The Atlantic Club in New Jersey offers a preschool program at their club. Atlantis Prep School at the Atlantic Club runs from ages 18 months through first grade. Operating out of a second building but still as part of the club, the preschool functions like a traditional school, meaning the club has to follow state guidelines and meet state licensing requirements. The school offers academics as well as gym classes and yoga, and kids ages 4 and up have an activity curriculum that includes swimming, tennis, and other physical activities. The school also offers cultural education, including art, technology, Spanish, and music.

For parents juggling multiple schedules, the preschool offers before- and after-school programs that allow parents the flexibility to extend their child's day at the school, giving parents more time in that busy part of their day. In addition to the school, the club offers after-school enrichment clubs, which kids can still participate in even after graduation.

If your club decides to offer short-term child care options, follow the National Health and Safety Performance Standards’ for Early Care and Education Programs. These include:

  • maintaining the proper worker-to-child ratio;
  • controlling access to the kids area and removing points of isolation;
  • and always having at least two adults in the room with any child.

Children should never be alone with just one staffer, for both the child’s safety and the adult’s liability.

2. What should I offer to kids of different ages?

Clubs have a great opportunity to cater to children from infancy to adulthood.

6 Weeks to 6 Years

The RAC has a nursery they refer to as Kids Club for younger children ages 6 weeks to 6 years. The Kids Club offers:

  • crafts,
  • story time,
  • and a variety of toys geared to infants through preschool children.

Behind Kids Club is the RAC’s preschool play area providing a place for parents and young children to play. It offers small playground equipment, a small climbing structure, and other games.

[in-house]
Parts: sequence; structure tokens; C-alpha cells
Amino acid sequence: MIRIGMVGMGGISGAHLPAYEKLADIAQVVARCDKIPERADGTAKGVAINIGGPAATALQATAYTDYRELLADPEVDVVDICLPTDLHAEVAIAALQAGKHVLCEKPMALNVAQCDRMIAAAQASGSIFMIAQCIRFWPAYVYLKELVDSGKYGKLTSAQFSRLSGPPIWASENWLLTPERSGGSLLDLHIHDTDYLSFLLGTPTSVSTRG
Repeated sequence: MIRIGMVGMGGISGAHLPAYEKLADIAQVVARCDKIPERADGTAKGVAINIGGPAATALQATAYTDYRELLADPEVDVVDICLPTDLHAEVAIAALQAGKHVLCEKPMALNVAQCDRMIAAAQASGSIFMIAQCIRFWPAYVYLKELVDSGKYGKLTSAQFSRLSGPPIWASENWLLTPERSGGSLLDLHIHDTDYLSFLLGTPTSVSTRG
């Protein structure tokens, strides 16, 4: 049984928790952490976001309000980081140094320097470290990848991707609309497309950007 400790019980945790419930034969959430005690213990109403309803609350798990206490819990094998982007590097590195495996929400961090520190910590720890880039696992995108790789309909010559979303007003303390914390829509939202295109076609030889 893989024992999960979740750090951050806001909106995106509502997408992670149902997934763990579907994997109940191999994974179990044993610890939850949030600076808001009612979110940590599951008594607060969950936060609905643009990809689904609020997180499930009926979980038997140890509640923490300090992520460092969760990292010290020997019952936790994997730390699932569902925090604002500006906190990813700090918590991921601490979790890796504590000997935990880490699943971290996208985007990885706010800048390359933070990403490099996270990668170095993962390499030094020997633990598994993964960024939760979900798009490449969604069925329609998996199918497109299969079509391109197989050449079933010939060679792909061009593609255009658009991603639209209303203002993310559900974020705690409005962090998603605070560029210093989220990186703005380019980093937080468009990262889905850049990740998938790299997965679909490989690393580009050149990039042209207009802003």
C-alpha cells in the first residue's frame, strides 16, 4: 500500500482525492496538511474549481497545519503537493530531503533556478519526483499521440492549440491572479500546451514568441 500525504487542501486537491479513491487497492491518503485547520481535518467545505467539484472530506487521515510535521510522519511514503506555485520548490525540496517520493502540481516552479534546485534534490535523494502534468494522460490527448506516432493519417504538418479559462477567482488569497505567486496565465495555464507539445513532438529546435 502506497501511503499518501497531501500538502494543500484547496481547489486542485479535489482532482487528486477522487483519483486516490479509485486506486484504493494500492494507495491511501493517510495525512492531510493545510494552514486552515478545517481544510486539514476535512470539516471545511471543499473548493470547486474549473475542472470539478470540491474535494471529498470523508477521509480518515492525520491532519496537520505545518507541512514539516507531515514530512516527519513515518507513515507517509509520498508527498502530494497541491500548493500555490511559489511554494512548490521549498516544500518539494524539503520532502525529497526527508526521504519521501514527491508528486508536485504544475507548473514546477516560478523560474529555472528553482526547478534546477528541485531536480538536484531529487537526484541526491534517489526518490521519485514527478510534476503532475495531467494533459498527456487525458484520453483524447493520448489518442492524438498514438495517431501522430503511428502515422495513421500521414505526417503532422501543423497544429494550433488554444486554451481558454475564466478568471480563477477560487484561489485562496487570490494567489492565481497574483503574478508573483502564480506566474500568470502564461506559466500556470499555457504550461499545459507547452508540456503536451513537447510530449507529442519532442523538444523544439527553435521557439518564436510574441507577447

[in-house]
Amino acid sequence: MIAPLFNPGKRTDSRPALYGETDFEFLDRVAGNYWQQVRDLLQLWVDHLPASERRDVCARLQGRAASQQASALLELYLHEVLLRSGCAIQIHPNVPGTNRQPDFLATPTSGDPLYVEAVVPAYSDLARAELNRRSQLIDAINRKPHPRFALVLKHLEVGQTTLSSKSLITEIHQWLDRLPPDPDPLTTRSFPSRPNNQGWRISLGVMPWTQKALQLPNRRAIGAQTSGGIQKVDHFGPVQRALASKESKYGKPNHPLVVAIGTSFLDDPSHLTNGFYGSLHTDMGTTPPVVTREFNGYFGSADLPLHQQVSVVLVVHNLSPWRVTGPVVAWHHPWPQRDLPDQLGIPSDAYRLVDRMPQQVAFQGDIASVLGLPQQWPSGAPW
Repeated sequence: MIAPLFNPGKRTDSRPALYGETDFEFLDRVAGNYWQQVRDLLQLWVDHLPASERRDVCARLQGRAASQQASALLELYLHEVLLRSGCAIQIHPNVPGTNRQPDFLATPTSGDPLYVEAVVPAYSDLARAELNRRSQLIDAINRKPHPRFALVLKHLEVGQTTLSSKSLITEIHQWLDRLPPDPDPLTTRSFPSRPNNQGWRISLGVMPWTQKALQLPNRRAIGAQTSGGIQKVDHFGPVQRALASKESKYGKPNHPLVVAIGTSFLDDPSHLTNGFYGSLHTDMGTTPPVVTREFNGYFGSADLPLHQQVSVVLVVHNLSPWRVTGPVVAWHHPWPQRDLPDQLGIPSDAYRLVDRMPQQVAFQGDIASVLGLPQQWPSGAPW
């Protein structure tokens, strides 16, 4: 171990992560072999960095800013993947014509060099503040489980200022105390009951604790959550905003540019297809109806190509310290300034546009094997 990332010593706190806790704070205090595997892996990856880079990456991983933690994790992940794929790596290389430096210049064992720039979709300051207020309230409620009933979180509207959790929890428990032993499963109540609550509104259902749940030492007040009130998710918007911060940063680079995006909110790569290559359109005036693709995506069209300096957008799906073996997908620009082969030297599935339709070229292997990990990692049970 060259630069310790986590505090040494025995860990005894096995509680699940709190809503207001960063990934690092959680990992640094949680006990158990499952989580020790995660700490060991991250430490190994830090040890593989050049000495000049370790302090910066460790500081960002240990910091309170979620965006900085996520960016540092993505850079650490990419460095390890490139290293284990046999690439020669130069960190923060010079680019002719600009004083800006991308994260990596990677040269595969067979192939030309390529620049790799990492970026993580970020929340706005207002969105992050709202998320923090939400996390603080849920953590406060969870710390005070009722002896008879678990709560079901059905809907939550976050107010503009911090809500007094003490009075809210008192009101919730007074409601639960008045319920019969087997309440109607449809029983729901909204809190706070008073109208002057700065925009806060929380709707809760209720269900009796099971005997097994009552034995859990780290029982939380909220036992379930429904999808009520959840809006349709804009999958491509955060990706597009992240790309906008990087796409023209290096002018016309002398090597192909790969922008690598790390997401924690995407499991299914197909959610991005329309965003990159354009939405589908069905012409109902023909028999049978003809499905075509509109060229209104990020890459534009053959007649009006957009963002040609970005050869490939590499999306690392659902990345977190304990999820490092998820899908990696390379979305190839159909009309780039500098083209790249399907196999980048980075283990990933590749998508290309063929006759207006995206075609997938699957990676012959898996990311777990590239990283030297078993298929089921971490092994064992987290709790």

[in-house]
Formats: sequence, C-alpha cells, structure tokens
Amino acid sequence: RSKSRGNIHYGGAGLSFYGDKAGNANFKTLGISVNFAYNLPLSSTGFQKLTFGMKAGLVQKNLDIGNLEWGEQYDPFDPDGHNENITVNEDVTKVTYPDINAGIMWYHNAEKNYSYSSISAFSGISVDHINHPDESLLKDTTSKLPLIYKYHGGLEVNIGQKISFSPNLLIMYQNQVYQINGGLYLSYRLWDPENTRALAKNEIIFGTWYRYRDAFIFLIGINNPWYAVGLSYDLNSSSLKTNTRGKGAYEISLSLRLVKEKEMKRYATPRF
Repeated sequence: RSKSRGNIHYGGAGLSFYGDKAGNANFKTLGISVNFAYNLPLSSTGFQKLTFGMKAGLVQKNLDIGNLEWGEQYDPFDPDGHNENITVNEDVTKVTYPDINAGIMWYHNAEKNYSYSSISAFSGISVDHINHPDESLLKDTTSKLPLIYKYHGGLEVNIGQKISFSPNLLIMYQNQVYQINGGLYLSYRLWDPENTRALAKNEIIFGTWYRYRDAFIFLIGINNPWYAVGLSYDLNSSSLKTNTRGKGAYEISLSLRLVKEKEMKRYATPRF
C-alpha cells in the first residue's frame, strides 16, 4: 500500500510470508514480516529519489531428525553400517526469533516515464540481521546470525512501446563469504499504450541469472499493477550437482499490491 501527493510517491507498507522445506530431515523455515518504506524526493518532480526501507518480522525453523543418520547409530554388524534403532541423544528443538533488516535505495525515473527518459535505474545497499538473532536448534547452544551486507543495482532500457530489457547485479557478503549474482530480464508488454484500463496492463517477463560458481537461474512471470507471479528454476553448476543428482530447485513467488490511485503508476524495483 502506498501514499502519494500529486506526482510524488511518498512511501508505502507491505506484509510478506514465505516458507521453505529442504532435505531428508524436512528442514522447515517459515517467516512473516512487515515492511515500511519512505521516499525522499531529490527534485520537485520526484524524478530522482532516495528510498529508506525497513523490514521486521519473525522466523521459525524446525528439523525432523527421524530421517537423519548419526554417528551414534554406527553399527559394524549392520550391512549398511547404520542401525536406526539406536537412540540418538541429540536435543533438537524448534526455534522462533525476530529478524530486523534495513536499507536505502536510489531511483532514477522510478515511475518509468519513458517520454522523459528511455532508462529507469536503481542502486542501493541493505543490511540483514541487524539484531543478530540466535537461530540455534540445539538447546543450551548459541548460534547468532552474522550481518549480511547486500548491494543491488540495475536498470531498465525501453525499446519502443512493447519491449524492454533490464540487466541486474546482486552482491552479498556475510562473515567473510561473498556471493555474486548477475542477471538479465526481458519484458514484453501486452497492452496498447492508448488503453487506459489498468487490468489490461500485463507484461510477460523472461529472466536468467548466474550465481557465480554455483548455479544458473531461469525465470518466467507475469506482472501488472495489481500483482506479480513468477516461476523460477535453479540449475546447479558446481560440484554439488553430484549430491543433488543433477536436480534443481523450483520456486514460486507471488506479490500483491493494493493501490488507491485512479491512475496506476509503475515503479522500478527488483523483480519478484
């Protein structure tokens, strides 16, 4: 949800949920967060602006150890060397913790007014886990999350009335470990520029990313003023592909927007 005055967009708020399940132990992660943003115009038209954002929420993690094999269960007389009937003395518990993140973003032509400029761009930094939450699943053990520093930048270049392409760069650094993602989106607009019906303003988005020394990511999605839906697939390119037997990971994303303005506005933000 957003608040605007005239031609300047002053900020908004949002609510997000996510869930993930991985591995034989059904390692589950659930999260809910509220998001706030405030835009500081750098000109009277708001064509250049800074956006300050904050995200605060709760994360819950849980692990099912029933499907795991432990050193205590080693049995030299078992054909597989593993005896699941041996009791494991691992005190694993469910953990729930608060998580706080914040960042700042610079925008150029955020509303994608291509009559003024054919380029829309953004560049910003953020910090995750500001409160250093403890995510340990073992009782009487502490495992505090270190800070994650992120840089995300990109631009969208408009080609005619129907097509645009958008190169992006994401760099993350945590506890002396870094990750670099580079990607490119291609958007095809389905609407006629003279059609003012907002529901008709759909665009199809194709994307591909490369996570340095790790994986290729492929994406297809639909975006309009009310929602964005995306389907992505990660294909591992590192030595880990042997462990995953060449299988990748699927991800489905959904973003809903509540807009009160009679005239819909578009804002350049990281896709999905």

7 to 12 Years

"Seven to twelve-year-olds can be a very challenging age group for health clubs," says RAC General Manager Brent Frueh. "There's a lot of evidence that suggests that society is over programming youth and they're specializing in activities at a young age.”

Frueh believes it is time to figure out new ways to allow kids to be kids while being active at the same time, and that club operators should look into how they provide a safe environment for parents and children. The RAC has many fee-based programs, which are "very important" to RAC's operation.

However, Frueh says, "[The RAC's] success also relies on the opportunities we provide at no additional charge.” Pointing out that in The Neighborhood something as simple as a free space for children to build forts with mats is one of the most popular areas.

The Claremont Club offers a fitness-based recreation and socialization program with a curriculum designed to foster learning from play. Building character, treating all friends and adults with compassion, and being kind is a consistent theme across all the clubs' youth programs.

Over 13 Years

The Claremont Club in Claremont, CA, offers kids and teens a wide range of opportunities catered to their age group. At age 14, kids go through a safety and etiquette lesson plan, and if they pass, they can use the club as adults.

Learn more about these programs in the Getting Kids Active in the School and Community e-book.